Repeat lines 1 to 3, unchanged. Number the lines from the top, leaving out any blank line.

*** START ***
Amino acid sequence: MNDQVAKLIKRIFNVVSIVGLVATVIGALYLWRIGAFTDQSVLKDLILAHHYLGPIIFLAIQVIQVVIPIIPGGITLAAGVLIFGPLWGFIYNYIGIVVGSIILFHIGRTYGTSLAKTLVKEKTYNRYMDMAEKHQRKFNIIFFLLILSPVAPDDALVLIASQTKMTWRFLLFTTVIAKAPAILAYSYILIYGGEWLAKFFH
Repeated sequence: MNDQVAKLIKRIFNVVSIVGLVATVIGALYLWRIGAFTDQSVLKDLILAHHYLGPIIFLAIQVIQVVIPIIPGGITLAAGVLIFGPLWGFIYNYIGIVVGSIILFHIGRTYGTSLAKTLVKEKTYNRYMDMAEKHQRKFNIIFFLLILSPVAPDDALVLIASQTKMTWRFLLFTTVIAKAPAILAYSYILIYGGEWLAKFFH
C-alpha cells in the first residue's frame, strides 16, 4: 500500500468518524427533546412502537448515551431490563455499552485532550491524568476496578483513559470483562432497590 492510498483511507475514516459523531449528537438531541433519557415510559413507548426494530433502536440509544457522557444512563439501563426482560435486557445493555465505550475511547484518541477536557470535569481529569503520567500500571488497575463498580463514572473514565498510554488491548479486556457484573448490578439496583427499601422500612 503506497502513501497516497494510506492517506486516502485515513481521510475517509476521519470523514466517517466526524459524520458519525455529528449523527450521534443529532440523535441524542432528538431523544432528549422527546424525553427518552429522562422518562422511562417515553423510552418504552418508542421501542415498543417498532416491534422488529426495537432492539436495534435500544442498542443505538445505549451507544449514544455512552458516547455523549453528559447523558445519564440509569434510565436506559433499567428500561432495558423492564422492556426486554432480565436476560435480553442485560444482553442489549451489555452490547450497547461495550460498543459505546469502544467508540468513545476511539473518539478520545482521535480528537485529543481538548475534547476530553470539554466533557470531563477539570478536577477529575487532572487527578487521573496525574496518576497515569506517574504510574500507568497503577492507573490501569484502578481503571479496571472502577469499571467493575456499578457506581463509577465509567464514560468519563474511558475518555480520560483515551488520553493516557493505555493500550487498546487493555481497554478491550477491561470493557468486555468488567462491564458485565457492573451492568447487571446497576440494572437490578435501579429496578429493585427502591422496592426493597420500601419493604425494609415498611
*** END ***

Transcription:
Amino acid sequence: MNDQVAKLIKRIFNVVSIVGLVATVIGALYLWRIGAFTDQSVLKDLILAHHYLGPIIFLAIQVIQVVIPIIPGGITLAAGVLIFGPLWGFIYNYIGIVVGSIILFHIGRTYGTSLAKTLVKEKTYNRYMDMAEKHQRKFNIIFFLLILSPVAPDDALVLIASQTKMTWRFLLFTTVIAKAPAILAYSYILIYGGEWLAKFFH
Repeated sequence: MNDQVAKLIKRIFNVVSIVGLVATVIGALYLWRIGAFTDQSVLKDLILAHHYLGPIIFLAIQVIQVVIPIIPGGITLAAGVLIFGPLWGFIYNYIGIVVGSIILFHIGRTYGTSLAKTLVKEKTYNRYMDMAEKHQRKFNIIFFLLILSPVAPDDALVLIASQTKMTWRFLLFTTVIAKAPAILAYSYILIYGGEWLAKFFH
C-alpha cells in the first residue's frame, strides 16, 4: 500500500468518524427533546412502537448515551431490563455499552485532550491524568476496578483513559470483562432497590 492510498483511507475514516459523531449528537438531541433519557415510559413507548426494530433502536440509544457522557444512563439501563426482560435486557445493555465505550475511547484518541477536557470535569481529569503520567500500571488497575463498580463514572473514565498510554488491548479486556457484573448490578439496583427499601422500612 503506497502513501497516497494510506492517506486516502485515513481521510475517509476521519470523514466517517466526524459524520458519525455529528449523527450521534443529532440523535441524542432528538431523544432528549422527546424525553427518552429522562422518562422511562417515553423510552418504552418508542421501542415498543417498532416491534422488529426495537432492539436495534435500544442498542443505538445505549451507544449514544455512552458516547455523549453528559447523558445519564440509569434510565436506559433499567428500561432495558423492564422492556426486554432480565436476560435480553442485560444482553442489549451489555452490547450497547461495550460498543459505546469502544467508540468513545476511539473518539478520545482521535480528537485529543481538548475534547476530553470539554466533557470531563477539570478536577477529575487532572487527578487521573496525574496518576497515569506517574504510574500507568497503577492507573490501569484502578481503571479496571472502577469499571467493575456499578457506581463509577465509567464514560468519563474511558475518555480520560483515551488520553493516557493505555493500550487498546487493555481497554478491550477491561470493557468486555468488567462491564458485565457492573451492568447487571446497576440494572437490578435501579429496578429493585427502591422496592426493597420500601419493604425494609415498611